Introduction: Versatile Garden From an Old Clothing Rack

Using an old clothing rack from a store I create a vine and flower garden that is can be arranged to your hearts content and is a perfect filler for any outdoors space! Both of the hanging boxes can be moved to wherever you would like and the heavy duty wheels on the bottom mean it is completely mobile.

This is the first Instructable I have done in a while. Please leave a comment if you feel compelled to and don't be too harsh on my lack of pictures. I never intended to make something out of this but I decided to. Enjoy :)

Step 1: Finding Your Rack

While I managed to get my rack purely on luck it is entirely possible to find it with enough looking. Many stores carry very similar things and will often remove them or dispose of them while remodeling or selling. Look around for such events and contact someone in charge and see if you could take it off their hands. They will usually give it for free. Look for something with a metal grate going up the middle and a strong base built in. Metal is preferred to wood but you may not have a choice.

Bonus points if you can pick up hangers with it.

Step 2: Gathering Your Materials.

The materials list for this build is relatively short fortunately. I got everything I needed in one trip to Home Depot. It ended up being under $30 so it was relatively cheap. Depending on your personal build it will vary slightly.

  • Wood. Pressure treated is recommended because of the damp environment. I got 12' of 1x6 in 2 6' sections. This was found in the mis-cut area to make it even cheaper. If you want a deeper base then get a wider board.
  • Soil. I used a total of 3 bags of soil. 2 generic bags and 1 bag of Miracle grow moisture control. This mix worked great for me in the long run. If you choose a deeper base you will need more than this.
  • Window Boxes. I got 2 24" plastic boxes when shopping for parts. They were the perfect size for what I wanted. Thisi
  • Brackets. To secure the wooden base to the bottom of the rack I used 7 large L brackets. These are an easy pick up and many people may have them around already.
  • (Of course) Plants! This part is entirely up to you. If you want vines crawling up gets vines. If you want vegetables do vegetables. If you want hanging plants get that. The only thing to be wary of is how deep your soil will be in the base. Some plants may need more than what you can provide.

Step 3: Sizing and Cutting Your Wood. and Stain!

To determine what lengths of wood you will need is simple. For my base we measured it at 48" x 14". This would cover the black border as surround the base wood. For the planter boxes we cut a piece of wood 2 inches longer than it's length. Then cut out everything but 1 inch on the side as pictured. This may require a little fiddling to get a snug fit but it won't be hard. I used a band saw for these cuts but it can be done a variety of ways.

Once you get all your pieces cut a suggest placing them down simply to make sure you did everything correct.

Once that has been done you can stain. If you haven't stained before it's a relatively simple process. Look it up if you need help. I did one coat of Mahogany Red and it turned out great. Too dark and you can't see the contrast. Go light on it.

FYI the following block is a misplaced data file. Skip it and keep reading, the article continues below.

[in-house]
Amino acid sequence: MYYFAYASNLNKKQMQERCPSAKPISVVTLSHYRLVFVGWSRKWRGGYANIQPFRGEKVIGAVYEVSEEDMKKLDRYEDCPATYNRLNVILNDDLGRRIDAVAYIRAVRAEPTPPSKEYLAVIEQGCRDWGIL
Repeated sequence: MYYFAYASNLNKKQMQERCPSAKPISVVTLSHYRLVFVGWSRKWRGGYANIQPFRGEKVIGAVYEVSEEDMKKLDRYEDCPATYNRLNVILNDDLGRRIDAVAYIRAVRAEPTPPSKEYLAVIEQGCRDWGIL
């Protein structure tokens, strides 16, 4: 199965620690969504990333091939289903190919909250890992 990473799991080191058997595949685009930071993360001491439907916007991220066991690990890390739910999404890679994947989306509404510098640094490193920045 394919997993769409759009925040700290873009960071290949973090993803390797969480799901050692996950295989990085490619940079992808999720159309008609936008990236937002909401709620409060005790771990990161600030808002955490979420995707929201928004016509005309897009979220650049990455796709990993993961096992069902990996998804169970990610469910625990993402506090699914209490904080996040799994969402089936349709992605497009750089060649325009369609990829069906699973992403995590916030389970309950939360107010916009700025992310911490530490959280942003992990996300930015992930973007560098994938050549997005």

I didn't any pictures of this unfortunately.

Step 4: Assembly and Soil

To assemble the base I put all the wood on and L brackets in the corresponding places. I marked the placement of the L brackets and drilled pilot holes for the screws. Once the brackets were on the wood I screwed it into the base. If it wasn't tight enough you can put a screw through one piece of wood at a corner into the other.

Next part to assemble is the hangers for the boxes. I took one of the item hanging brackets and cut off the bottom branch with a hacksaw. From here I stapled it onto the bottom of the wooden frame that would hold the boxes. These should now fit nicely onto the metal mesh and be movable to anywhere on it.

Before soil goes in I drilled about 8 1/2" holes to drain water from. While I neglected to treat the wooden base with anything to prevent rot I suggest you do. It is susceptible to rotting and would be a good idea to address that problem. Along the back metal grate I placed a piece of plastic to hold the soil in the base.

With all that out of the way I poured in my 3 bags and mixed it up!.

Step 5: Potting Planting!

This is the fun part.

Grab your plants, grab your trowel, and grab your watering can. You can have a lot of fun decorating and arranging the plants in the boxes. I did a tall center piece with surrounding hanging vines to come down. Then some filler between those.

In the very bottom I put some vines and an assortment of other plants. The vines will look great when climbing up the intricate metal mesh.

Step 6: Final Thoughts.

There is a lot more you can do with this project. In fact I am just getting started with it. I would love to add some LED back lighting. Add labels on the previous price tag area. Put a second garden in the back. So many ideas.

If you have any ideas or suggestions please comment. I would appreciate the input and very well might do it.

This is my first Instructable in very many years so advice is welcome.


Trash to Treasure Challenge

Runner Up in the
Trash to Treasure Challenge

Outdoor Structures Contest

Participated in the
Outdoor Structures Contest